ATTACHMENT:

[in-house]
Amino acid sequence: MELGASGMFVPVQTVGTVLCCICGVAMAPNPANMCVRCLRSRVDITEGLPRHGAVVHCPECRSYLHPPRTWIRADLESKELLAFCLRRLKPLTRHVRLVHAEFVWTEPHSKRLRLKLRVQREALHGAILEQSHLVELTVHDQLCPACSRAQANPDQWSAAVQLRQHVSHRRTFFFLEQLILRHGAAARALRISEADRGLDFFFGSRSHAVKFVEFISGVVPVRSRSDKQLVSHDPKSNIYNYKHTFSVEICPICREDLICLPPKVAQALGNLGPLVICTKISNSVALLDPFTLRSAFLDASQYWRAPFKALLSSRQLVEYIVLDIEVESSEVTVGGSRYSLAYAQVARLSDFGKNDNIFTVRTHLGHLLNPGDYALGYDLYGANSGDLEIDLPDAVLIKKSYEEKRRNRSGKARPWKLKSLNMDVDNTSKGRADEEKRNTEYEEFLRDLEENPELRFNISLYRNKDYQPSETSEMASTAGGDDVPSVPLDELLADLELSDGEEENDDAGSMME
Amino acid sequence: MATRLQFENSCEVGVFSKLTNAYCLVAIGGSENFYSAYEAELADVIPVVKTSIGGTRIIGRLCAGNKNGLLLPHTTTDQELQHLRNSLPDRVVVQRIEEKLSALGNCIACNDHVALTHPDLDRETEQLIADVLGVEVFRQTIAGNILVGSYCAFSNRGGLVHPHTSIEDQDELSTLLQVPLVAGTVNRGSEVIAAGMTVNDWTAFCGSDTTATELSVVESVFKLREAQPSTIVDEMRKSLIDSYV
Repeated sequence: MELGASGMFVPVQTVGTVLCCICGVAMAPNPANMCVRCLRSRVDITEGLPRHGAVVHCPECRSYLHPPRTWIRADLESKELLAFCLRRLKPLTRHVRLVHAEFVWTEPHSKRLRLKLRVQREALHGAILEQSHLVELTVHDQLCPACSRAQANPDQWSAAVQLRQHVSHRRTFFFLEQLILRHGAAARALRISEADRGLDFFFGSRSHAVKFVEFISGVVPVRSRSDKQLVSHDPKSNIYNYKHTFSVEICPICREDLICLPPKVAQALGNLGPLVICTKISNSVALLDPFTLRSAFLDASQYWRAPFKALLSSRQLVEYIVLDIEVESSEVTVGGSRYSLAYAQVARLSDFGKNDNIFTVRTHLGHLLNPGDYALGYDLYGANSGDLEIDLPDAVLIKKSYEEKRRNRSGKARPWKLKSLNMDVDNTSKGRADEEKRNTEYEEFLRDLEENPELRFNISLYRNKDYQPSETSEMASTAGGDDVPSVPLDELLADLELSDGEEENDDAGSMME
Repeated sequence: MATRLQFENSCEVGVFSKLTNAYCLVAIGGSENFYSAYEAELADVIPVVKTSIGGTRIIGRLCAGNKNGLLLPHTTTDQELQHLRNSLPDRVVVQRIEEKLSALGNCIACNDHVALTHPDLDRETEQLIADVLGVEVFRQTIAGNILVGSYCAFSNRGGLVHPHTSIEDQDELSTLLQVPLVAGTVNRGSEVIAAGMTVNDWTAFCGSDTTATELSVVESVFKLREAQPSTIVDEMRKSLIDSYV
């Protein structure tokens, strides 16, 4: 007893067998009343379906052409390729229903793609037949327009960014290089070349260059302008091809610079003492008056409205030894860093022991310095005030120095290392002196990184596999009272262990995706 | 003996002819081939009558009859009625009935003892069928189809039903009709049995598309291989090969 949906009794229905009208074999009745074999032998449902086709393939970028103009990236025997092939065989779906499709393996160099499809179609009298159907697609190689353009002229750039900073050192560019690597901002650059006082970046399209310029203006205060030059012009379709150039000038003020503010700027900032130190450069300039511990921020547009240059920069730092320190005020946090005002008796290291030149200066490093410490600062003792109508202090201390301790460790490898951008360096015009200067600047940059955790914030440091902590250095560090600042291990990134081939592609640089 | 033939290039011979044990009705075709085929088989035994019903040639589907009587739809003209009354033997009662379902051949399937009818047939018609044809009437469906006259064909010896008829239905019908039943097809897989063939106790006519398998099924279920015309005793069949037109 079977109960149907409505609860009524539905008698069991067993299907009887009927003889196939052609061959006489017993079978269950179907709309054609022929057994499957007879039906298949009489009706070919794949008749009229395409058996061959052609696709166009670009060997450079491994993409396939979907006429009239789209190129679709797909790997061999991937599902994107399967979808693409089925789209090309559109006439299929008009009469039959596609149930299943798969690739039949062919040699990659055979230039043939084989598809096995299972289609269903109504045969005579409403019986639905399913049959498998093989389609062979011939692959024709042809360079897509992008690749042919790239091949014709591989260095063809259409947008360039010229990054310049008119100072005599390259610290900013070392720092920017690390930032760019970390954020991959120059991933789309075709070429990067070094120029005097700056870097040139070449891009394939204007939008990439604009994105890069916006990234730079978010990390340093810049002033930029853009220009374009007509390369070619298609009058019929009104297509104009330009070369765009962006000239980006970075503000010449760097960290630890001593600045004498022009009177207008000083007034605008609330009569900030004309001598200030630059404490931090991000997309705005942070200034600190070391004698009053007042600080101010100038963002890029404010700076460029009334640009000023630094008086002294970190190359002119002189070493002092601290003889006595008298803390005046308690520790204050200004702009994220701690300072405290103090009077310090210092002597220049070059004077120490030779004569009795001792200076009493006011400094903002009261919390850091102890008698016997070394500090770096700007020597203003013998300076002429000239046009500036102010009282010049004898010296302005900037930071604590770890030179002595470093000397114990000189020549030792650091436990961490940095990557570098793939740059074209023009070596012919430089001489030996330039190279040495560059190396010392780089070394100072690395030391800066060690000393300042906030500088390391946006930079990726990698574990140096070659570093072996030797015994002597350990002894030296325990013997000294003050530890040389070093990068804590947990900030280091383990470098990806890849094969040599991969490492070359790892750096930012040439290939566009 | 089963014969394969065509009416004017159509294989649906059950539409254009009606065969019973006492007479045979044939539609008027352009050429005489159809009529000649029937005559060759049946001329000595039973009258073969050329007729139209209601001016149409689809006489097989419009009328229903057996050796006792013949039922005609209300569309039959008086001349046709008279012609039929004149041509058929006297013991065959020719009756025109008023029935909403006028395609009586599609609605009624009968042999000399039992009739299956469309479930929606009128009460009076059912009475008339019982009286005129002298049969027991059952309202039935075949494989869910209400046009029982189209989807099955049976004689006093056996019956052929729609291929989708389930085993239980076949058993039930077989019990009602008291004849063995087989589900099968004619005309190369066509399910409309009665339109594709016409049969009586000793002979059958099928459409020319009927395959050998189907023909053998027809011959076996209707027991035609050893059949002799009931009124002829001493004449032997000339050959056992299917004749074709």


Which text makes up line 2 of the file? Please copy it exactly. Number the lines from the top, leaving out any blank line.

Amino acid sequence: MELGASGMFVPVQTVGTVLCCICGVAMAPNPANMCVRCLRSRVDITEGLPRHGAVVHCPECRSYLHPPRTWIRADLESKELLAFCLRRLKPLTRHVRLVHAEFVWTEPHSKRLRLKLRVQREALHGAILEQSHLVELTVHDQLCPACSRAQANPDQWSAAVQLRQHVSHRRTFFFLEQLILRHGAAARALRISEADRGLDFFFGSRSHAVKFVEFISGVVPVRSRSDKQLVSHDPKSNIYNYKHTFSVEICPICREDLICLPPKVAQALGNLGPLVICTKISNSVALLDPFTLRSAFLDASQYWRAPFKALLSSRQLVEYIVLDIEVESSEVTVGGSRYSLAYAQVARLSDFGKNDNIFTVRTHLGHLLNPGDYALGYDLYGANSGDLEIDLPDAVLIKKSYEEKRRNRSGKARPWKLKSLNMDVDNTSKGRADEEKRNTEYEEFLRDLEENPELRFNISLYRNKDYQPSETSEMASTAGGDDVPSVPLDELLADLELSDGEEENDDAGSMME